Earth Claw is here!
Today saw the publication of a paper that I’ve working for years to produce. It is an extremely proud moment for me since it doesn’t just represent a new dinosaur I’ve named but a new dinosaur that was found and excavated on my own expeditions. So in a sense it is more ‘my’ dinosaur than any of the others I’ve named, all of which had been found, excavated, prepared and curated long before I ever set eyes on them. I’ll have a lot more to say about the discovery of this new dinosaur, which I and my co-authors have called Aardonyx celestae, in posts over the next few days.
For now I just want to introduce Aardonyx the dinosaur, and say a little about why I think its special beyond its sentimental significance to me.
What is it?
Aardonyx is a sauropodomorph dinosaur. That is a long-necked, small-skulled, plant-munching branch of the lizard-hipped dinosaur group. Sauropodomorpha includes (as the name would suggest) the well-known giant quadrupedal sauropods as well as a range of more primitive forms that don’t appear to have survived beyond the Early Jurassic. Aardonyx is a relatively primitive member of the group and is excluded from Sauropoda (at least under some definitions of Sauropoda), although it appears to be more closely related to them than most other non-sauropod (=basal) sauropodomorphs.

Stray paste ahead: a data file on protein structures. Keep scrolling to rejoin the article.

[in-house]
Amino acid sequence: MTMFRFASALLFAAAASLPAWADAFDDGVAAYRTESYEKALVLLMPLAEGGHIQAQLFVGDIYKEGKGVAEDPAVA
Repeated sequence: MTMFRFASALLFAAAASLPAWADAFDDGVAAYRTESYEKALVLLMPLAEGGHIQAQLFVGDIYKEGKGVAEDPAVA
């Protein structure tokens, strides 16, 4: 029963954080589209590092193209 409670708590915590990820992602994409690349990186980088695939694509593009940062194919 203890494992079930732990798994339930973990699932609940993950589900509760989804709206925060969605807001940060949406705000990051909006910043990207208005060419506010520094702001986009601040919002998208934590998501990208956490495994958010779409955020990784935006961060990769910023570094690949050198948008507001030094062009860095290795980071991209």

Where was it found?
The bones were excavated from a single small but dense bone-bed that we nicknamed Marc’s Quarry (after my student Marc Blackbeard who studied the taphonomy of the site as part of his honours degree). Marc’s Quarry is one of several sites on the farm Spion Kop, part of a game farm complex in the Senekal District of the Free State South Africa.
How much of it was found?
We were actually quite lucky. We found the bones of two individuals thoroughly comingled. Between the two of them we found a remarkable amount of the skeleton, including the frequently missing skull. The major missing elements were the nasal and quadrate bones of the skull, the humerus of the forelimb and the ilium of the pelvis.
A skeletal reconstruction of Aardonyx scaled to the size of the smaller individual (but using parts from both)
How big was it?
My skeletal reconstruction (scaled to the size of the smaller individual) is just over 7 metres in length when the neck is held straight out in front of the body and stands 1.5 metres high at the hips. Assuming no major proportional changes the larger individual would have been close to 9 metres long and nearly 2 metres high at the hips. The histological work of Anusuya Chinsamy suggests that neither individual was mature at the time of death, indicating that Aardonyx got even bigger. Thus it is one of the largest known non-sauropod sauropodomorphs.
When did it live?
The geology of the site is fairly clear. There are no complex folds or faults, just simple, horizontal layer-cake stratigraphy. Thus there can be little doubt that Marc’s Quarry lies in the upper Elliot Formation, between the lower Elliot Formation and the Clarens Formation. That puts it in the Early Jurassic, somewhere between 183 and 200 million years old. Exactly where in this time range is far less certain but I would guess closer to 183ma than to 200ma.
What makes it a new species?